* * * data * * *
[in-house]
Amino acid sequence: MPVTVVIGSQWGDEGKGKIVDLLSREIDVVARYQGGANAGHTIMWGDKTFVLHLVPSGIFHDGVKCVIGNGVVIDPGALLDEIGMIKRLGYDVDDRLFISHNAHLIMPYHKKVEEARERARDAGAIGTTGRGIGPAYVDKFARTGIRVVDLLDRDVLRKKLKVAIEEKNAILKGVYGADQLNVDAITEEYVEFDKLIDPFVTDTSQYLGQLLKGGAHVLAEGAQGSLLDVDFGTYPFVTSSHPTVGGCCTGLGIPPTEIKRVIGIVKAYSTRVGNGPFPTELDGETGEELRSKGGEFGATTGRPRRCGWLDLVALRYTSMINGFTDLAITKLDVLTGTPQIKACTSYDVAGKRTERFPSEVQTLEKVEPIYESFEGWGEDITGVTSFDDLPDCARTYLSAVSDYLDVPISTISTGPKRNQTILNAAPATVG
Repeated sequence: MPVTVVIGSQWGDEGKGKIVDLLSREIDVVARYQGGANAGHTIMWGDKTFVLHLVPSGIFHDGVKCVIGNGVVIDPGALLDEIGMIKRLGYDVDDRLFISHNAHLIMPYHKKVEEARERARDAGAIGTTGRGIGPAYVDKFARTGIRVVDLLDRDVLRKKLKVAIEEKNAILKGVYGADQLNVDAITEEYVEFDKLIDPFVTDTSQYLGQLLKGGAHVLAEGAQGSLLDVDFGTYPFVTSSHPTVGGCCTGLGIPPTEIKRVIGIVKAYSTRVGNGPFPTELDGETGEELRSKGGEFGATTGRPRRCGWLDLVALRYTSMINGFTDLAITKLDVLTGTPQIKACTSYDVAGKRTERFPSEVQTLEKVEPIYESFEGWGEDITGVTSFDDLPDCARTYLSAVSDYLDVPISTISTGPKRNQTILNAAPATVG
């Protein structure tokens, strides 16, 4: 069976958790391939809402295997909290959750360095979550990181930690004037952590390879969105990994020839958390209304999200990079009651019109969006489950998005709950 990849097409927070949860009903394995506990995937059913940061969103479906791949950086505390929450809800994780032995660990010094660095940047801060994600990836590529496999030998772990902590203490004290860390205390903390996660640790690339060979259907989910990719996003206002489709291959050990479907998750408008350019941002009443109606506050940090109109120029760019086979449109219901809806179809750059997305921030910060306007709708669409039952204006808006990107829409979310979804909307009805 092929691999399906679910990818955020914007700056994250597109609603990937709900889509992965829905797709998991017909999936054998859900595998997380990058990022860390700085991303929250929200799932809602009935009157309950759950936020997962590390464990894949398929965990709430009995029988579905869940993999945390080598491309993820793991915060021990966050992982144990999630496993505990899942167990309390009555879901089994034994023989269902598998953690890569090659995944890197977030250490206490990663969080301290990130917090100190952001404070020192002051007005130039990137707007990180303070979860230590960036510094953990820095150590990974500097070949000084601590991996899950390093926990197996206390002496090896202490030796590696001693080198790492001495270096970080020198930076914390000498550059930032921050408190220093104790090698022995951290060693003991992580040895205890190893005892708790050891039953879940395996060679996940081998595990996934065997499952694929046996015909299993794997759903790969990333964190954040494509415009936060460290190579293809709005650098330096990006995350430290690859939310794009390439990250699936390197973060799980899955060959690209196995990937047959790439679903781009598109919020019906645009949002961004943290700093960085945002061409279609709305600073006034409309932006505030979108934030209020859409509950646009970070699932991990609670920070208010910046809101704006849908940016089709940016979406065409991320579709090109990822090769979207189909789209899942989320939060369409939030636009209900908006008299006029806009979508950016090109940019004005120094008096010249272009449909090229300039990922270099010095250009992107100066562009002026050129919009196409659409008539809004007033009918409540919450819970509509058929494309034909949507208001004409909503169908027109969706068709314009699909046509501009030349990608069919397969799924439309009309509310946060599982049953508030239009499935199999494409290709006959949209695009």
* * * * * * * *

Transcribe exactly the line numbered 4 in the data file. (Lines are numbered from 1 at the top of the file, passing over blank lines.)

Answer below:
């Protein structure tokens, strides 16, 4: 069976958790391939809402295997909290959750360095979550990181930690004037952590390879969105990994020839958390209304999200990079009651019109969006489950998005709950 990849097409927070949860009903394995506990995937059913940061969103479906791949950086505390929450809800994780032995660990010094660095940047801060994600990836590529496999030998772990902590203490004290860390205390903390996660640790690339060979259907989910990719996003206002489709291959050990479907998750408008350019941002009443109606506050940090109109120029760019086979449109219901809806179809750059997305921030910060306007709708669409039952204006808006990107829409979310979804909307009805 092929691999399906679910990818955020914007700056994250597109609603990937709900889509992965829905797709998991017909999936054998859900595998997380990058990022860390700085991303929250929200799932809602009935009157309950759950936020997962590390464990894949398929965990709430009995029988579905869940993999945390080598491309993820793991915060021990966050992982144990999630496993505990899942167990309390009555879901089994034994023989269902598998953690890569090659995944890197977030250490206490990663969080301290990130917090100190952001404070020192002051007005130039990137707007990180303070979860230590960036510094953990820095150590990974500097070949000084601590991996899950390093926990197996206390002496090896202490030796590696001693080198790492001495270096970080020198930076914390000498550059930032921050408190220093104790090698022995951290060693003991992580040895205890190893005892708790050891039953879940395996060679996940081998595990996934065997499952694929046996015909299993794997759903790969990333964190954040494509415009936060460290190579293809709005650098330096990006995350430290690859939310794009390439990250699936390197973060799980899955060959690209196995990937047959790439679903781009598109919020019906645009949002961004943290700093960085945002061409279609709305600073006034409309932006505030979108934030209020859409509950646009970070699932991990609670920070208010910046809101704006849908940016089709940016979406065409991320579709090109990822090769979207189909789209899942989320939060369409939030636009209900908006008299006029806009979508950016090109940019004005120094008096010249272009449909090229300039990922270099010095250009992107100066562009002026050129919009196409659409008539809004007033009918409540919450819970509509058929494309034909949507208001004409909503169908027109969706068709314009699909046509501009030349990608069919397969799924439309009309509310946060599982049953508030239009499935199999494409290709006959949209695009």